Moving Towards Culturally Responsible Classrooms


The start of the new year is a great chance to hit the reset button. As we move forward, let’s pause to contemplate how we as educators can examine our complicity in perpetuating stereotypes and, in response, activate empathy, knowledge-seeking, and change. As we ask hard questions and are willing to seek out answers, we can move from our old normal to a new normal, one that creates new healthier circuits and behaviors.  

Some of our 2020 experiences have given us a reckoning of how Black, Indigenous, and people of color (BIPOC) have been treated. They have propelled us to look inward at our own biases, perceptions and particularly, as teachers, how and what we teach.  

The BYU ARTS Partnership Native Curriculum Initiative (NACI) is a place where hard conversations for growth in these areas can be had with civility and grace, helping all of us to rewire our circuits. We are not experts but we have studied and continue to learn, and are willing to engage in conversations to share what we have gained through our seeking.

As an entry point to culturally responsible teaching we offer three key questions that teachers can ask themselves when teaching about BIPOC, exemplifying my experience as a Navajo/Diné:

  • Is what or how I teach reinforcing stereotypes? I taught for 32 years and had numerous occasions to present about Native people to elementary students. It is not uncommon when I told them I am Native American to be asked, “Do you hide your feathers under your hair? Do you live in a tipi?” These questions have continued to be asked to this day. Somewhere and somehow students are receiving the wrong information. Know that conversations in the classroom have the power to dispel or perpetuate ideas about culture.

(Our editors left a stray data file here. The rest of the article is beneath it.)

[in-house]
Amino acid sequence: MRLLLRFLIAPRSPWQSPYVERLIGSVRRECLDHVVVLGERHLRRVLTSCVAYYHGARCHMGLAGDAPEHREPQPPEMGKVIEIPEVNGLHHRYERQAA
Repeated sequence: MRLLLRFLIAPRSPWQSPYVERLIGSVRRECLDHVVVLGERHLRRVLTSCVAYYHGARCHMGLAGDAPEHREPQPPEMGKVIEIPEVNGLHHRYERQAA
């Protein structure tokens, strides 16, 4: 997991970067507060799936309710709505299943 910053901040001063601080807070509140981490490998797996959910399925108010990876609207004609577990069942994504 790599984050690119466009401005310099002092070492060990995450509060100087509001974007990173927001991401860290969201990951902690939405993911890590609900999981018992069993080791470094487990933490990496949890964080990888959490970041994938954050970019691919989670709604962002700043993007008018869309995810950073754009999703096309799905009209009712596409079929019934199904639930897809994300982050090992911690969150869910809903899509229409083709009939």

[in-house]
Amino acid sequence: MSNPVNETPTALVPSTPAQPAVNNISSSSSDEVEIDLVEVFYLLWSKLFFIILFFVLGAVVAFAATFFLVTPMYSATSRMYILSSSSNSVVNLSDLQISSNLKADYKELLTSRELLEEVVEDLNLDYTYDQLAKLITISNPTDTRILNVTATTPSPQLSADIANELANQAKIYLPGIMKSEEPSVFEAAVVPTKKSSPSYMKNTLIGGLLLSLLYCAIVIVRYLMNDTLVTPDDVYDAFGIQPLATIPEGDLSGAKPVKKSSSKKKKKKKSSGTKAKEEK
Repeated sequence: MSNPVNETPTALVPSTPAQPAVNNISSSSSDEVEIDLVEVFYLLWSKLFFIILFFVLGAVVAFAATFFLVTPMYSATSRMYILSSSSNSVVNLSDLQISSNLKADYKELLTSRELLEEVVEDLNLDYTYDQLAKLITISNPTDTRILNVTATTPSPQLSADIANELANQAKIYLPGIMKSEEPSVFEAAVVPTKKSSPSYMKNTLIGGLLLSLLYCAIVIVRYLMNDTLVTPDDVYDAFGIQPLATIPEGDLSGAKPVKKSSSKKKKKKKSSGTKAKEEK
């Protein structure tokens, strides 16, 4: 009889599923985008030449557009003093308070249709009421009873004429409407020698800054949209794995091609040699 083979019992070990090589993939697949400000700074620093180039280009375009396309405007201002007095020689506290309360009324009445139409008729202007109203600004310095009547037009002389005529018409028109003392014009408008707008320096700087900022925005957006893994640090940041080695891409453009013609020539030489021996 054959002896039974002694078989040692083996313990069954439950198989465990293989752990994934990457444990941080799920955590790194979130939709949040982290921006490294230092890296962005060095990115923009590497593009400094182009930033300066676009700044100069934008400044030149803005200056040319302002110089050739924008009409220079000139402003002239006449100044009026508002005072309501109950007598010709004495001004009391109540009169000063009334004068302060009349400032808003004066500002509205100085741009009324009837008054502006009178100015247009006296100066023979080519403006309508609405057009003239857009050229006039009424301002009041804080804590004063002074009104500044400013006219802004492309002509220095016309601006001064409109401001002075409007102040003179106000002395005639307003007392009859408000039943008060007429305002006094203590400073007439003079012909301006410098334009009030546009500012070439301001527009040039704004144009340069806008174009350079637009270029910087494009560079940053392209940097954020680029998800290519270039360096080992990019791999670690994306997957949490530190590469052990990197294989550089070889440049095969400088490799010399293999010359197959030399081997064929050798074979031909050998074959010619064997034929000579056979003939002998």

• Am I oversimplifying and homogenizing culture? There are over 576 recognized American Indian tribes in the United States—each with their own songs, dances, and language. Yet people continue to ask, “Are you Indian?” and expect a yes or no answer to serve as a final declaration. This is the complete answer: yes, I am Native American, more specifically Navajo/Dine.́ I am called Brenda, born into the Salt Clan, born for the Towering House People. Most “Indian” people have more to share of who they are than a simple yes or no response and love the acknowledgment of diversity when teaching about Native American peoples. We would never lump all European countries into one linguistic, geographic, or cultural pot; we shouldn’t do it to American Indian tribes. 
  • Do I liberate Indigenous tribes/nations by bringing them into the present? When I was teaching, I often heard comments such as, “I thought Indians lived back in the Pilgrim days. Aren’t they all dead?” And, my favorite reaction when I tell students I am Native American, specifically Navajo/Diné: wide eyes, open mouth and with a startled breath, “You aaaarrrrre?” So when I teach about Squanto or Sitting Bull, I make sure I introduce them to Jim Thorpe and John Herrington. When I talk about Pocahontas, I teach about Deb Haaland or Maria Tallchief. This way, Indigenous people are made visible in the present as well as the past. Resist the impulse to relegate Native people to history; instead, embrace them as part of our current world. 

These three questions will begin or further your journey into creating a classroom that is inclusive, and we welcome more questions* from teachers about this topic that can be addressed in the future.   

*Please send questions and comments to artspartnership@byu.edu or DM us on social media @byu_artspartnership.

Brenda Beyal, a Navajo/Diné wife, mother, and teacher, resides in Mapleton, Utah. Brenda taught thirty-two years in a multi-age classroom in the Nebo School District and also worked with Native American students and parents as an advocate and supporter. Brenda regularly performs and teaches as a Native American teaching artist in schools. She currently leads the Native American Arts Initiative for BYU ARTS Partnership. In 2016, Brenda was honored by the Utah Education Network as an American Graduate Champion.

Heather Sundahl is a freelance writer and editor who works for the BYU ARTS Partnership, the Utah Women & Leadership Project, and Mormon Women for Ethical Government, bringing diverse experience and perspectives to educational conversations. Recently moved from Boston, she lives in Provo, Utah with her husband, children, and cats.

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